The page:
KidCheck Secure Children's Check-In Incident Reporting

Children are active! Bumps, bruises, and scrapes are bound to happen with the children in your care. Having a well-designed process to document incidents is imperative and a good tool for improving child safety. Additionally, beyond the minor scrapes, those caring for children have a moral obligation to protect children and are mandated by law to report suspected child abuse and neglect. So with both ends of the incident spectrum needing to be included, how does an organization go about covering its bases?  A good incident report is the first step, followed by information on when and how to use the report.

According to GuideOne Insurance, an incident report is defined as, “Any time an accident happens that requires the injured child to stop normal activity and/or receive first aid or medical attention; an accident report form must be completed. This report is also filled out if an incident occurs that requires outside intervention.” Source:  The Risk Management team of GroupOne Insurance.

A good incident report can be used to assist in mitigating risk for churches and schools. It should include details about the accident including photos, treatment given, witnesses, and the steps that will be taken to prevent another occurrence in the future.

It’s important to note that prior to an incident report being completed, a child should receive any/all the appropriate actions required to ensure the safety and well-being of the child. Next, the child’s parents should be notified immediately.  After that, the incident report should be completed by the teacher or ministry leader who was present when the accident occurred. Upon completion, the form should be given to the Ministry Director and a copy provided to the parents or guardians.

Currently slips and falls are the number one risk, but here are some additional examples of situations that would require an incident report be used:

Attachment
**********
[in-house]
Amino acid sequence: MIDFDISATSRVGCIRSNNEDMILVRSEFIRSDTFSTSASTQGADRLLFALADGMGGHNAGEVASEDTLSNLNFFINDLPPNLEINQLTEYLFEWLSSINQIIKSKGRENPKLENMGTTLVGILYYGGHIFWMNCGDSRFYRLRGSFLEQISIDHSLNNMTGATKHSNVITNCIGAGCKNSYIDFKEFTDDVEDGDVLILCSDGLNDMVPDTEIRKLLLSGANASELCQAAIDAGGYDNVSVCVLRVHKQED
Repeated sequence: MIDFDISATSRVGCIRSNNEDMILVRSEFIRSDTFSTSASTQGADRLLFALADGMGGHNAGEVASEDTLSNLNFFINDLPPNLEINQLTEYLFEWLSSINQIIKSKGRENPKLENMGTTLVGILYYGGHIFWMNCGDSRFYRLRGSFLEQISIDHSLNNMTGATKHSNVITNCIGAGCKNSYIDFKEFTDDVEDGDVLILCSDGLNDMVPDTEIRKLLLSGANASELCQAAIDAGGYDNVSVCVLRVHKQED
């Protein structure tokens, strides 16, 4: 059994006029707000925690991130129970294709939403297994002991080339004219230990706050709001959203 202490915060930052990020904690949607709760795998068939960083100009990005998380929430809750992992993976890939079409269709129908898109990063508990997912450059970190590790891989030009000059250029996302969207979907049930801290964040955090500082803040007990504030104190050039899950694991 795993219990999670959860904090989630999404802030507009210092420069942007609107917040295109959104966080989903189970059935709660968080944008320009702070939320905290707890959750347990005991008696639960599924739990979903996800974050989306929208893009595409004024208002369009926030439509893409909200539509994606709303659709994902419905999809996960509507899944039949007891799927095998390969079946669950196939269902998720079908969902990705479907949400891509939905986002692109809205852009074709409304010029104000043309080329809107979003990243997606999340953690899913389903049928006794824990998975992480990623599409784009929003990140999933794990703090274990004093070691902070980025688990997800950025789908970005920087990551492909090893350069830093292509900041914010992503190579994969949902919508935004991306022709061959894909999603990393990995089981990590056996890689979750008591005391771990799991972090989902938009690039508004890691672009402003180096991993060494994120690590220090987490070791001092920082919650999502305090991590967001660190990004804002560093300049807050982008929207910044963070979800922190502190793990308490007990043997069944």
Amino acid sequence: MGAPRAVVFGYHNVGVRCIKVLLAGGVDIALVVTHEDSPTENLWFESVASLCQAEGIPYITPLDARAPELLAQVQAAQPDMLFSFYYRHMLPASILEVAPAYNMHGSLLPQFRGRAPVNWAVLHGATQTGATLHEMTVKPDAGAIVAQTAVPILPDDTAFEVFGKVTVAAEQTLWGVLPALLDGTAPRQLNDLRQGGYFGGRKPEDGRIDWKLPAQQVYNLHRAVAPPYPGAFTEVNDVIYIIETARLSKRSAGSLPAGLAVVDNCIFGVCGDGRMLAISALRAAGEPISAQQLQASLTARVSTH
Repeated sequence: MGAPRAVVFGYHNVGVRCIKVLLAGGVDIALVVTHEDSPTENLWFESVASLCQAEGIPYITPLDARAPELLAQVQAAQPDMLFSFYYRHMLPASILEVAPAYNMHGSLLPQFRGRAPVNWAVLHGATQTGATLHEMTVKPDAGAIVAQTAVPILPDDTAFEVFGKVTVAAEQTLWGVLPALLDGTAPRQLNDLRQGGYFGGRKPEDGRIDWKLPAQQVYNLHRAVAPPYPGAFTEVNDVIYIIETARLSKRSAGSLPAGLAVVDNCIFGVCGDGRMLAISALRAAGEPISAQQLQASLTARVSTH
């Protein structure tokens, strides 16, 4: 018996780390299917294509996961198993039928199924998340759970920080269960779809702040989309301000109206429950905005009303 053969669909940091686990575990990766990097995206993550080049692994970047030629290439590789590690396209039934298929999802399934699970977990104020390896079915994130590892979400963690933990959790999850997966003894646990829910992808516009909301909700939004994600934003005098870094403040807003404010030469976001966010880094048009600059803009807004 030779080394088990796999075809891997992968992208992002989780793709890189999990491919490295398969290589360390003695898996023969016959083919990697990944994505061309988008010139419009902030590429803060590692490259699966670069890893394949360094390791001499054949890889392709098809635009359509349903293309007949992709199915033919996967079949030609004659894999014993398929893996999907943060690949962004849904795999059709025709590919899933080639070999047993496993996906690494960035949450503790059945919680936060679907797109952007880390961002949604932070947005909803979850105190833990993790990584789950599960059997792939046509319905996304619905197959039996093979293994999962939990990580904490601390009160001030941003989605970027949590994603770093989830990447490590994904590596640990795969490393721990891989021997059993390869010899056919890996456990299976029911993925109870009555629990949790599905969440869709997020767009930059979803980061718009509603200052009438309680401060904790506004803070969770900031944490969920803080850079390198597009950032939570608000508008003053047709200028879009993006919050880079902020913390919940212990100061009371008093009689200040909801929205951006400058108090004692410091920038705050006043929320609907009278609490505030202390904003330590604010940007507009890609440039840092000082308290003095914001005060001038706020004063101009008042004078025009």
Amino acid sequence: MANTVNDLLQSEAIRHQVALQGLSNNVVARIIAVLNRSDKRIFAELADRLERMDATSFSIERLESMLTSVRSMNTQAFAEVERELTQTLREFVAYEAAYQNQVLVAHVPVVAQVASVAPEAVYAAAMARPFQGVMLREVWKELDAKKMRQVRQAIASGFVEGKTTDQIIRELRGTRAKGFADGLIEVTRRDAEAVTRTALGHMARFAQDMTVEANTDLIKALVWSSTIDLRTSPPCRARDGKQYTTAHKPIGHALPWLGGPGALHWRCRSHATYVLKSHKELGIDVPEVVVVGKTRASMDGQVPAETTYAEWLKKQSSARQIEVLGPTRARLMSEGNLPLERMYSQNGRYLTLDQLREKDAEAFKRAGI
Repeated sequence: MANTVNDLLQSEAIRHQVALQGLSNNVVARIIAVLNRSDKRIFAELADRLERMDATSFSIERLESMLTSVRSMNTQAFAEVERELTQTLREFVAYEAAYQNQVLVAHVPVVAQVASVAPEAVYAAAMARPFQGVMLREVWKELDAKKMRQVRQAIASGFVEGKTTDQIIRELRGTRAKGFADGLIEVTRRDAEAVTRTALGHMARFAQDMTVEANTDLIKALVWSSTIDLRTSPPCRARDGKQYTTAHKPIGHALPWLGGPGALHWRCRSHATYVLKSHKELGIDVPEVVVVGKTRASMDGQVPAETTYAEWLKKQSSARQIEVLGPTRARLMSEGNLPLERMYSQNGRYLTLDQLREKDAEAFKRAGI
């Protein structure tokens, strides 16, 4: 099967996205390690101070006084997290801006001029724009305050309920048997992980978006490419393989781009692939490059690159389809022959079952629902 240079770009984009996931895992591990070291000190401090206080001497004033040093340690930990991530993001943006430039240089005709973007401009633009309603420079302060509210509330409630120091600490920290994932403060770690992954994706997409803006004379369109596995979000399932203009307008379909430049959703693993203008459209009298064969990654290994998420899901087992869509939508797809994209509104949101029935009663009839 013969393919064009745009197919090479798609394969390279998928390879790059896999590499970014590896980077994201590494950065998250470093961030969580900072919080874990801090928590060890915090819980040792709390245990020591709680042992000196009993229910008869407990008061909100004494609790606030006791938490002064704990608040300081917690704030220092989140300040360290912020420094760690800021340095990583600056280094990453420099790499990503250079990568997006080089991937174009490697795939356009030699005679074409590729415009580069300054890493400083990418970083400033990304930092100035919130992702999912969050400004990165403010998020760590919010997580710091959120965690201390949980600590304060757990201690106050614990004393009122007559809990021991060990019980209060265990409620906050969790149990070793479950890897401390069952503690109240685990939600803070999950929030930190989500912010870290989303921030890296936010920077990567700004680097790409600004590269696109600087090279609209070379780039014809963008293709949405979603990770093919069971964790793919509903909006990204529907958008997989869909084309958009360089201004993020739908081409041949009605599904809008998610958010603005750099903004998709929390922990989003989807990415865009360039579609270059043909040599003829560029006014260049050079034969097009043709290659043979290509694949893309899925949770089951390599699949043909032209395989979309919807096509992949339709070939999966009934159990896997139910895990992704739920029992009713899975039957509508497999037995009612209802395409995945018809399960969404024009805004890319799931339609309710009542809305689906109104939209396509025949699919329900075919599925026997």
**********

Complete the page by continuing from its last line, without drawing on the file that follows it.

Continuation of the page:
1. A child becomes ill or receives an injury that requires First Aid or medical treatment while in your care; an example includes a child falls and breaks a bone and/ or is bleeding enough to require first aid.
  2. A child receives a bump or blow to the head or other visible injury regardless of treatment.
  3. A child is transported by ambulance from your facility.
  4. An unusual or unexpected incident occurs that jeopardizes the safety of a child, such as a child left unattended, there is a vehicle accident (with or without injuries), or a child is exposed to a threatening person or situation.
  5. There is an allegation or reasonable suspicion of abuse of a child.
    Important: Consult your state’s mandatory reporting requirements for further information on abuse reporting.

It’s important to note that volunteer teachers are not mandated by law to report abuse. However, if there are any concerns about such an incidence, that be shared with the Children’s Ministry Director so the appropriate action can be taken.

In the end, having a good incident report and process in place is an important step in keeping all involved safe and secure. For more safety tips and best practices visit the KidCheck blog.


Sunday School That Works: Group Publishing